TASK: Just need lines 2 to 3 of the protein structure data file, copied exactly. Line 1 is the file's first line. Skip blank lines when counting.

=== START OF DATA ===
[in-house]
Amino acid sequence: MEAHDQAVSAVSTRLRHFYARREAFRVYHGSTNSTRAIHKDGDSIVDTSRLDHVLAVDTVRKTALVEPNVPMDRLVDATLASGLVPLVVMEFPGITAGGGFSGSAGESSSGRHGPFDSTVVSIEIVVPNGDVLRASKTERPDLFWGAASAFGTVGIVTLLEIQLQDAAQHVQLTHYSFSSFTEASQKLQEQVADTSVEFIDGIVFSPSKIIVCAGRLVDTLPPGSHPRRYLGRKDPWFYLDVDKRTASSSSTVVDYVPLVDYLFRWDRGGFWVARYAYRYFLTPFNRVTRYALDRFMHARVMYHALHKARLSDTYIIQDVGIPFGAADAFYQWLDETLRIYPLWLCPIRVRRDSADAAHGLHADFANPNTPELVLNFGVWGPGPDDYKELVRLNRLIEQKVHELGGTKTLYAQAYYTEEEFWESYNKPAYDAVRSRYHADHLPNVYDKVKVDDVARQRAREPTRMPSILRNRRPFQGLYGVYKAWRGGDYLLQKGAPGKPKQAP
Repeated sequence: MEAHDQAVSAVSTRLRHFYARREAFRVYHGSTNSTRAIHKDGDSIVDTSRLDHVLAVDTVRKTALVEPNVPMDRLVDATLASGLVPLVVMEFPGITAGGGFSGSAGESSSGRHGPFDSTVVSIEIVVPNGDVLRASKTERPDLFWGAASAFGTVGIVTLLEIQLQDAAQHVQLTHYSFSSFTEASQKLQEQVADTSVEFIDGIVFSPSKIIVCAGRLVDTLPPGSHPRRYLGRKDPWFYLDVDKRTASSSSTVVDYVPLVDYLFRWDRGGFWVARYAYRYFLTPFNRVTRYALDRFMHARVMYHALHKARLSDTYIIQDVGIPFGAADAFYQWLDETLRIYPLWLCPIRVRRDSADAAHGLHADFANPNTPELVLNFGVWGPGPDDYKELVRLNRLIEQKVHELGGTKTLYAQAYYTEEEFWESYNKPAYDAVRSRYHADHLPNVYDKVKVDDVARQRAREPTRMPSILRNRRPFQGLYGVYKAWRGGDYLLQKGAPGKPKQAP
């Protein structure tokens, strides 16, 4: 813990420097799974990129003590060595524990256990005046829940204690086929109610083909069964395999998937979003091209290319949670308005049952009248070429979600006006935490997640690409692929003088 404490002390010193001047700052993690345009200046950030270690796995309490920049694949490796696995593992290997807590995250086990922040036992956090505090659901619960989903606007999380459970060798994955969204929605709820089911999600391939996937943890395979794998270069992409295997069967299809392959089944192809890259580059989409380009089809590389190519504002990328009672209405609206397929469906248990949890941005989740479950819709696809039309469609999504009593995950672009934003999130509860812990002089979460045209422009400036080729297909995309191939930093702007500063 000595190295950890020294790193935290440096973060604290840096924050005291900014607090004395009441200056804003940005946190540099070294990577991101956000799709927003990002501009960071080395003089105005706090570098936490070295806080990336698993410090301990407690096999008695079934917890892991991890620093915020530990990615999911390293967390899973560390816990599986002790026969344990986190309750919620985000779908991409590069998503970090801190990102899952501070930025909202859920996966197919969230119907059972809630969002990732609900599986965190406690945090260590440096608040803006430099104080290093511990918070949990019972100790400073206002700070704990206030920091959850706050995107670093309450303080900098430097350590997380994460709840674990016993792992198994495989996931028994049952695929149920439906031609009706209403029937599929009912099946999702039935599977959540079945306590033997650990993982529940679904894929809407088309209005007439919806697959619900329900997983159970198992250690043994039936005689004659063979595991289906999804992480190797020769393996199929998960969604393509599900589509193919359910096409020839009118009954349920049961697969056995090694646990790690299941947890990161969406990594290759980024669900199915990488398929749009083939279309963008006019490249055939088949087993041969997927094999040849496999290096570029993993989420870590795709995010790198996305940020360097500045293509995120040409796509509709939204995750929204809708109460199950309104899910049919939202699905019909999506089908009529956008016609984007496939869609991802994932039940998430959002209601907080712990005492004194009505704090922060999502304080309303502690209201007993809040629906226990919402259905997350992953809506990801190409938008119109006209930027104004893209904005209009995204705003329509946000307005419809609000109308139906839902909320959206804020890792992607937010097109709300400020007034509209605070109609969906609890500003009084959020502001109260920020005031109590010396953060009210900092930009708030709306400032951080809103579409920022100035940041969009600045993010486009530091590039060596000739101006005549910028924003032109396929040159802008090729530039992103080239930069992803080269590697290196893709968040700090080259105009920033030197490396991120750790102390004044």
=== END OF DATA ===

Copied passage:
Amino acid sequence: MEAHDQAVSAVSTRLRHFYARREAFRVYHGSTNSTRAIHKDGDSIVDTSRLDHVLAVDTVRKTALVEPNVPMDRLVDATLASGLVPLVVMEFPGITAGGGFSGSAGESSSGRHGPFDSTVVSIEIVVPNGDVLRASKTERPDLFWGAASAFGTVGIVTLLEIQLQDAAQHVQLTHYSFSSFTEASQKLQEQVADTSVEFIDGIVFSPSKIIVCAGRLVDTLPPGSHPRRYLGRKDPWFYLDVDKRTASSSSTVVDYVPLVDYLFRWDRGGFWVARYAYRYFLTPFNRVTRYALDRFMHARVMYHALHKARLSDTYIIQDVGIPFGAADAFYQWLDETLRIYPLWLCPIRVRRDSADAAHGLHADFANPNTPELVLNFGVWGPGPDDYKELVRLNRLIEQKVHELGGTKTLYAQAYYTEEEFWESYNKPAYDAVRSRYHADHLPNVYDKVKVDDVARQRAREPTRMPSILRNRRPFQGLYGVYKAWRGGDYLLQKGAPGKPKQAP
Repeated sequence: MEAHDQAVSAVSTRLRHFYARREAFRVYHGSTNSTRAIHKDGDSIVDTSRLDHVLAVDTVRKTALVEPNVPMDRLVDATLASGLVPLVVMEFPGITAGGGFSGSAGESSSGRHGPFDSTVVSIEIVVPNGDVLRASKTERPDLFWGAASAFGTVGIVTLLEIQLQDAAQHVQLTHYSFSSFTEASQKLQEQVADTSVEFIDGIVFSPSKIIVCAGRLVDTLPPGSHPRRYLGRKDPWFYLDVDKRTASSSSTVVDYVPLVDYLFRWDRGGFWVARYAYRYFLTPFNRVTRYALDRFMHARVMYHALHKARLSDTYIIQDVGIPFGAADAFYQWLDETLRIYPLWLCPIRVRRDSADAAHGLHADFANPNTPELVLNFGVWGPGPDDYKELVRLNRLIEQKVHELGGTKTLYAQAYYTEEEFWESYNKPAYDAVRSRYHADHLPNVYDKVKVDDVARQRAREPTRMPSILRNRRPFQGLYGVYKAWRGGDYLLQKGAPGKPKQAP